The time required is O(log n) for lookup, plus a maximum of O(log n) rotations on the way back to the root, so the operation can be completed in O(log n) time.

Comparison to other structures[edit]

Both AVL trees and red-black trees are self-balancing binary search trees and they are very similar mathematically.[5] The operations to balance the trees are different, but both occur on the average in O(1) with maximum in O(log n). The real difference between the two is the limiting height. For a tree of size  n :

AVL trees are more rigidly balanced than red-black trees, leading to slower insertion and removal but faster retrieval.

See also[edit]


  1. ^ Robert Sedgewick, Algorithms, Addison-Wesley, 1983, ISBN 0-201-06672-6, page 199, chapter 15: Balanced Trees.
  2. ^ Adelson-Velskii, G.; E. M. Landis (1962). "An algorithm for the organization of information". Proceedings of the USSR Academy of Sciences 146: 263–266.  (Russian) English translation by Myron J. Ricci in Soviet Math. Doklady, 3:1259–1263, 1962.
  3. ^ Pfaff, Ben (June 2004). "Performance Analysis of BSTs in System Software" (PDF). Stanford University. 
  4. ^ AVL trees are not weight-balanced? (meaning: AVL trees are not μ-balanced?)
    Thereby: A Binary Tree is called \mu-balanced, with 0 \le\mu\leq\tfrac12, if for every node N, the inequality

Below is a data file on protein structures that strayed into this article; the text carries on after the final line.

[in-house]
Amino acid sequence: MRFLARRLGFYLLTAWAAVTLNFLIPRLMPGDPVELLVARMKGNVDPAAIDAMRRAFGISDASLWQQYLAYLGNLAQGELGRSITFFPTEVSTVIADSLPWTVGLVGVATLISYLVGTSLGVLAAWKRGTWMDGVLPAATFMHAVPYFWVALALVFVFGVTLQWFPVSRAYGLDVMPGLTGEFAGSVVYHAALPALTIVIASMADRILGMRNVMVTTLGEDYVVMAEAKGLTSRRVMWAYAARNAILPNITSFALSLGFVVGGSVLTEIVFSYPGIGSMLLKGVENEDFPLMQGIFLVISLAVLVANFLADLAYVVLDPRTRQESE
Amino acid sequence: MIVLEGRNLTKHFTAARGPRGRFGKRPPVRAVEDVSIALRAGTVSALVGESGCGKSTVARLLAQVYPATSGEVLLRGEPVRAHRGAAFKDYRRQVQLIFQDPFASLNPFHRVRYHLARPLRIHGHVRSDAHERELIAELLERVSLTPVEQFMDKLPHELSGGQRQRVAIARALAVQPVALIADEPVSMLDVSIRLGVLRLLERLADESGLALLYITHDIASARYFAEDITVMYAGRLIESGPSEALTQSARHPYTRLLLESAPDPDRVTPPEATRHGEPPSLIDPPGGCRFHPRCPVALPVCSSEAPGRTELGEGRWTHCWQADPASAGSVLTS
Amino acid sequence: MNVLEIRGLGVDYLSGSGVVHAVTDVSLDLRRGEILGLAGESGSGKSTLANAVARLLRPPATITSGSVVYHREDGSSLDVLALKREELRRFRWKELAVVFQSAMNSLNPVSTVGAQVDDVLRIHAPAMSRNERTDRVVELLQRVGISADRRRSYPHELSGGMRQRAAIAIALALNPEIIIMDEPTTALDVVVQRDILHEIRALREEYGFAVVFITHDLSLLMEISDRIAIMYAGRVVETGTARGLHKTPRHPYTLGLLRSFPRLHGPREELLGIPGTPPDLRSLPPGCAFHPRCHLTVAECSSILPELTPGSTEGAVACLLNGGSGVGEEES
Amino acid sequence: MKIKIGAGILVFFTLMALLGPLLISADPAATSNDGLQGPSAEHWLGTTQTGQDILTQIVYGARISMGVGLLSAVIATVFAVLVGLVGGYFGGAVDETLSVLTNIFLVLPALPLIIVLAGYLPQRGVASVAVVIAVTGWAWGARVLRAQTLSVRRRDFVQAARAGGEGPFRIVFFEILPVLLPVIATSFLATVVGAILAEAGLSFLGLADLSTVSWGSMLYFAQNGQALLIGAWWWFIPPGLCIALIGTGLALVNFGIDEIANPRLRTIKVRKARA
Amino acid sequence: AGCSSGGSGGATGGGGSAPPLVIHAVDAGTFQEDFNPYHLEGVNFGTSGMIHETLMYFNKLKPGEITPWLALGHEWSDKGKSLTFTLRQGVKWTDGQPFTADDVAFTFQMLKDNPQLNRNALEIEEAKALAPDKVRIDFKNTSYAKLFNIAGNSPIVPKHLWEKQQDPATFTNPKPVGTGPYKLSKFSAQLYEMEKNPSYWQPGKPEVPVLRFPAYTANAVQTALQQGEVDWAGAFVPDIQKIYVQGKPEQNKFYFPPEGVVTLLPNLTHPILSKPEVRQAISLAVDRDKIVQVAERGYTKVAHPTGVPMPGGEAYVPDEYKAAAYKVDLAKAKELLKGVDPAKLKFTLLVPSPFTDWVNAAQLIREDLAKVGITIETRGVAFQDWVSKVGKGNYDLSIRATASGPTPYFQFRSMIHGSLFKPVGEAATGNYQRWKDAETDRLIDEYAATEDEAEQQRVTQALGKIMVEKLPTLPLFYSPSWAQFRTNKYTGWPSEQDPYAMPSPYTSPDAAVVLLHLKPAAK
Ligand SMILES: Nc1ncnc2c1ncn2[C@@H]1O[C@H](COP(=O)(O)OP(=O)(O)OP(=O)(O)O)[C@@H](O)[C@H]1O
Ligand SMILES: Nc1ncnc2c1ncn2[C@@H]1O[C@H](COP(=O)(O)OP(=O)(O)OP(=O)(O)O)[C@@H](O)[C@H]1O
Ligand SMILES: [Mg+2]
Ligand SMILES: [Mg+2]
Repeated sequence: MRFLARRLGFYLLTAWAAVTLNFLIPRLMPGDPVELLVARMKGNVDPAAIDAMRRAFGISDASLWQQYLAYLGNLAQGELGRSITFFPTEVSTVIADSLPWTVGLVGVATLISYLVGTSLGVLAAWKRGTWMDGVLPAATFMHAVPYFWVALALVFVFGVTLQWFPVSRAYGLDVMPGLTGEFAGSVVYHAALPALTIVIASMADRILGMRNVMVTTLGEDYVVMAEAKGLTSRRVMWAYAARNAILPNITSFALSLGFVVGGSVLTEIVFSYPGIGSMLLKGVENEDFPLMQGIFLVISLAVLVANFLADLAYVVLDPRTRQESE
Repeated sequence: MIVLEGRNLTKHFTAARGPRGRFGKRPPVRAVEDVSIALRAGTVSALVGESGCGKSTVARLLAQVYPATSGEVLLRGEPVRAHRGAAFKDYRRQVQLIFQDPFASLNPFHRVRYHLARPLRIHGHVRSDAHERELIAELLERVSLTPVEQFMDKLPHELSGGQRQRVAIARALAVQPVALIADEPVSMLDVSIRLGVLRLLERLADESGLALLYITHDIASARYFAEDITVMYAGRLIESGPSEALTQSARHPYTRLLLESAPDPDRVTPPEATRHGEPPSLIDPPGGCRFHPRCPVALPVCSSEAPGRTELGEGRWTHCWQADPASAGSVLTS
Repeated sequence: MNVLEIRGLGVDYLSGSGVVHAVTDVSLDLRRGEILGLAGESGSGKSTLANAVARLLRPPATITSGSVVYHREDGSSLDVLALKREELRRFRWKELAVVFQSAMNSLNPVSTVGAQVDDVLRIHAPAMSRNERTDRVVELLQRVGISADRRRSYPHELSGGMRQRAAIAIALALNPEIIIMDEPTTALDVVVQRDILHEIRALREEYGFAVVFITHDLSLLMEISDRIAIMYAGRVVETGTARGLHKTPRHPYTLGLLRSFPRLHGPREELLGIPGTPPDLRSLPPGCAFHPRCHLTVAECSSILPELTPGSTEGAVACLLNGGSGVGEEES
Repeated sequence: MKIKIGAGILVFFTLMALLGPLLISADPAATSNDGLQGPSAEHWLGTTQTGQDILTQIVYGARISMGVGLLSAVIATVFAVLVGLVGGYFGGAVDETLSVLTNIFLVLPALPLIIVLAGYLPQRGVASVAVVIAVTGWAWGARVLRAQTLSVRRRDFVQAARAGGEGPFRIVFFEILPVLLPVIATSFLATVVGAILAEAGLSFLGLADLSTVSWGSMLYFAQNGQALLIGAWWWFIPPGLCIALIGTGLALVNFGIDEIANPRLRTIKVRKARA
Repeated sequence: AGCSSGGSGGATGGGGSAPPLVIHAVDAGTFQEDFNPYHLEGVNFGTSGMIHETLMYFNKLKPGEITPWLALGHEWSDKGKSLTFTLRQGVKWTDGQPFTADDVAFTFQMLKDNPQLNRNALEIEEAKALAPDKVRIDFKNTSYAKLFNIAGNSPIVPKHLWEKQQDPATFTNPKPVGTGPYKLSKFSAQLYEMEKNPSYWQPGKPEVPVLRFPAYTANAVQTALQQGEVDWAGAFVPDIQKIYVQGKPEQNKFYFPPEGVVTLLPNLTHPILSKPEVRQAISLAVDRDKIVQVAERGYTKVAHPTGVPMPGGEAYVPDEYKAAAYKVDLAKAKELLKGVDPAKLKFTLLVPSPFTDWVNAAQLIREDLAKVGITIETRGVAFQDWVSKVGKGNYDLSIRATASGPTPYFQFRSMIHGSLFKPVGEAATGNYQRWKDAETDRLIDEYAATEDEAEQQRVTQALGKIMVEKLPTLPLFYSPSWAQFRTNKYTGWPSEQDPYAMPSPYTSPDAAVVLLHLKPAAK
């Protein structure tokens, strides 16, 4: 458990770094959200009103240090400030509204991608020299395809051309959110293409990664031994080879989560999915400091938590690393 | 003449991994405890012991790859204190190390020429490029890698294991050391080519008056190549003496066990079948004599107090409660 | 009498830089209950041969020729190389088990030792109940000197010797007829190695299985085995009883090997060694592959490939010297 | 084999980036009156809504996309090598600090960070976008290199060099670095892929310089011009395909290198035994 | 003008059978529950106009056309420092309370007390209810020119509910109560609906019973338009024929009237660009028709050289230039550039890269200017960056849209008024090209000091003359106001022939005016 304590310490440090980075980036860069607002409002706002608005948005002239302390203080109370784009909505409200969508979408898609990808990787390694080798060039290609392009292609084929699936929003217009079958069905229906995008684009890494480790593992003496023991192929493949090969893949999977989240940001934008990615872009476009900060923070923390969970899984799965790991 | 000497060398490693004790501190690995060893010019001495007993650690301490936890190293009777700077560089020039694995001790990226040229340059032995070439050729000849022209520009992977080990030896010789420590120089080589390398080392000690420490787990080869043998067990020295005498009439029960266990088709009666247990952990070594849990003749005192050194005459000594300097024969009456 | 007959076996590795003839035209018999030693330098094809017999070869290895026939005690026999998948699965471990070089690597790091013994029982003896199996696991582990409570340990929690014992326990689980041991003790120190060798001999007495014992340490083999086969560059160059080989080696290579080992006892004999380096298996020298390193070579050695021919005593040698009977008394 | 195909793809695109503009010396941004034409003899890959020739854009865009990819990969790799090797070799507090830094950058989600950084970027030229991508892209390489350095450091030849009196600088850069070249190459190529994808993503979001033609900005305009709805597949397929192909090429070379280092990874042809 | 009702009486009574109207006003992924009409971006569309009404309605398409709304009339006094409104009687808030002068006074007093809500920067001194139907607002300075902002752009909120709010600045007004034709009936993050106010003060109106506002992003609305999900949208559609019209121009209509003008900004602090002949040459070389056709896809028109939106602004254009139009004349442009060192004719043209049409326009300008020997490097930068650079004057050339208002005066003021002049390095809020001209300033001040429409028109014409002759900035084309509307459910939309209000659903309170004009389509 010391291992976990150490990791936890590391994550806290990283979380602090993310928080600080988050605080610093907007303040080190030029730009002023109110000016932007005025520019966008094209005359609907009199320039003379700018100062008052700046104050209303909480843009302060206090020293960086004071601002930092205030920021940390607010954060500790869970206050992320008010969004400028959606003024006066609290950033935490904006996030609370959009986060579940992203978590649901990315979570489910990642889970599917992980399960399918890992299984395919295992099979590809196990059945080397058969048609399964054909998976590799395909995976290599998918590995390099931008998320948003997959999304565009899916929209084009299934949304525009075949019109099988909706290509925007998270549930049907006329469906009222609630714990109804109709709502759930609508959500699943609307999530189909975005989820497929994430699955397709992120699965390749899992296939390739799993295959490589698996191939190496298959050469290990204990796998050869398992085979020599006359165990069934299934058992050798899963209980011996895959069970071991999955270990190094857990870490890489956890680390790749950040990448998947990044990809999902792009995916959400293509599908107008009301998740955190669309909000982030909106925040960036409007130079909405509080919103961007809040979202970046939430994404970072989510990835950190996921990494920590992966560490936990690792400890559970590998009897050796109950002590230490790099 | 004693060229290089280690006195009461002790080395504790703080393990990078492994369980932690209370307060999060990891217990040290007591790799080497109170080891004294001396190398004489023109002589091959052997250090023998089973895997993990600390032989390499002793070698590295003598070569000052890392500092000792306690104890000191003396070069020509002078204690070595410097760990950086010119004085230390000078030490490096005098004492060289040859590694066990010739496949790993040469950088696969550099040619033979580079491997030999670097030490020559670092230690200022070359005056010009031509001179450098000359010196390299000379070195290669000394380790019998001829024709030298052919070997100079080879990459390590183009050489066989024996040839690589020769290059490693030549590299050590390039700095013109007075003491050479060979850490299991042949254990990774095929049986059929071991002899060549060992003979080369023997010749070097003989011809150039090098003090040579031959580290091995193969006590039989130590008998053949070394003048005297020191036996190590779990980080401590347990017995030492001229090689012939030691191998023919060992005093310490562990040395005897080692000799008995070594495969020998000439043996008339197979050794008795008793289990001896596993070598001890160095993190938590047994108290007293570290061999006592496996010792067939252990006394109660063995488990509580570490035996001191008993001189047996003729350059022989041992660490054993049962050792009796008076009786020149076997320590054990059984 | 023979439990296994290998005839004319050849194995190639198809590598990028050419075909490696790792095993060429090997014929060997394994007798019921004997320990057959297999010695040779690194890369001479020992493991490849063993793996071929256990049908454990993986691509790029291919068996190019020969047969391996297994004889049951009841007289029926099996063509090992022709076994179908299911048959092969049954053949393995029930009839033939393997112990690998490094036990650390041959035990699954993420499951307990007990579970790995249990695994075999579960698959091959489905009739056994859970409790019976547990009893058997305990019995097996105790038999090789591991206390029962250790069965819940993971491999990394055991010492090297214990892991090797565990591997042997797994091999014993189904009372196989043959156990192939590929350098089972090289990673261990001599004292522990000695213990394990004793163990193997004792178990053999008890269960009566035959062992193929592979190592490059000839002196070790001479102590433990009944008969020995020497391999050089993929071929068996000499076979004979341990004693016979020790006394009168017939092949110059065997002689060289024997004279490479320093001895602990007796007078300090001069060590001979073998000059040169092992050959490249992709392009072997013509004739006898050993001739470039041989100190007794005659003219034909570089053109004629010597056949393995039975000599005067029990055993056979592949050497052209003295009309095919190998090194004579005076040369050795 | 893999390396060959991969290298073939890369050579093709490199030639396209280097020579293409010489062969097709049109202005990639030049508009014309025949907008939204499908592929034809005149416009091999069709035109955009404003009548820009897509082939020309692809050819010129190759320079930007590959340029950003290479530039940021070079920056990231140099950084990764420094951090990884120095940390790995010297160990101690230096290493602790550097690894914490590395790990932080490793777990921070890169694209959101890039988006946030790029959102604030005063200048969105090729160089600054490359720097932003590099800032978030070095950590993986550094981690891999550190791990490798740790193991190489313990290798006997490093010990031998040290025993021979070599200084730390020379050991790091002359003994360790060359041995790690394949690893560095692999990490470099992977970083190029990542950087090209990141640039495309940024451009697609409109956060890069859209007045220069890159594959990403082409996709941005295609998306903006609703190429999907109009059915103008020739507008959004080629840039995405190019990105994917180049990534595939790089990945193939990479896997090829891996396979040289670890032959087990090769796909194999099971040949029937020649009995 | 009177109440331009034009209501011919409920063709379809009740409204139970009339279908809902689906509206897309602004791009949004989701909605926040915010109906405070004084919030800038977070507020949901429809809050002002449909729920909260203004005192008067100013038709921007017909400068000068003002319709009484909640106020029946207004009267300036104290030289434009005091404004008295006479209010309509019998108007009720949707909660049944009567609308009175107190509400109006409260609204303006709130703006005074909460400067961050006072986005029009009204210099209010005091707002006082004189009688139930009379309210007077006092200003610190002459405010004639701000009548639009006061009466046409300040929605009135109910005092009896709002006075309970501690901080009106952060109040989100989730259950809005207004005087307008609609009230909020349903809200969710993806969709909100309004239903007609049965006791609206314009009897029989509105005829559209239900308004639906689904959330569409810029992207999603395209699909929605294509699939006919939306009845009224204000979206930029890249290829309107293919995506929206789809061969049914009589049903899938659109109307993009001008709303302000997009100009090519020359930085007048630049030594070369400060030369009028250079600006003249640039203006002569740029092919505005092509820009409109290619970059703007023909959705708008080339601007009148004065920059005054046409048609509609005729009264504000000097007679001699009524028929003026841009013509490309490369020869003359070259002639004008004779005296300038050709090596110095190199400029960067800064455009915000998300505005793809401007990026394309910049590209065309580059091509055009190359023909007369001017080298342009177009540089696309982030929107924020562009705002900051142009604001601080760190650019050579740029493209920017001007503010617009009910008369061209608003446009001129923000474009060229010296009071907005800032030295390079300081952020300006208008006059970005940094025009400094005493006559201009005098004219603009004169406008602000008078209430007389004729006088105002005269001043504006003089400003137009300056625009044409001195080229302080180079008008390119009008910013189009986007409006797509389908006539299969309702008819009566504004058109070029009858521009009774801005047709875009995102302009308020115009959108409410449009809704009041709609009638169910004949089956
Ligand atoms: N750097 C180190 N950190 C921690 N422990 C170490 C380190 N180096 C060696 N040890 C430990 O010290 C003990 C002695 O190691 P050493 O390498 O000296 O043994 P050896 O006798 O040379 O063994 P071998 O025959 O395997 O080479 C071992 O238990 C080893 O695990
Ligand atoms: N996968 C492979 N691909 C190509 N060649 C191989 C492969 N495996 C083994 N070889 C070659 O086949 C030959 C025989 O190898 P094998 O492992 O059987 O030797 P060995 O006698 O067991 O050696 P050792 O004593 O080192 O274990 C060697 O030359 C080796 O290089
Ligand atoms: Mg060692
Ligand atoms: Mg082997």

\tfrac12-\mu\le\tfrac{|N_l|}{|N|+1}\le \tfrac12+\mu
    holds and \mu is minimal with this property. |N| is the number of nodes below the tree with N as root (including the root) and N_l is the left child node of N.
  5. ^ In fact, each AVL tree can be colored red-black.
  6. ^ Burkhard, Walt (Spring 2012). "AVL Dictionary Data Type Implementation". Advanced Data Structures. La Jolla: A.S. Soft Reserves, UC San Diego. p. 103. 
  7. ^ Knuth, Donald E. (2000). Sorting and searching (2. ed., 6. printing, newly updated and rev. ed.). Boston [u.a.]: Addison-Wesley. p. 460. ISBN 0-201-89685-0. 
  8. ^ Proof of asymptotic bounds

Further reading[edit]

  • Donald Knuth. The Art of Computer Programming, Volume 3: Sorting and Searching, Third Edition. Addison-Wesley, 1997. ISBN 0-201-89685-0. Pages 458–475 of section 6.2.3: Balanced Trees.

External links[edit]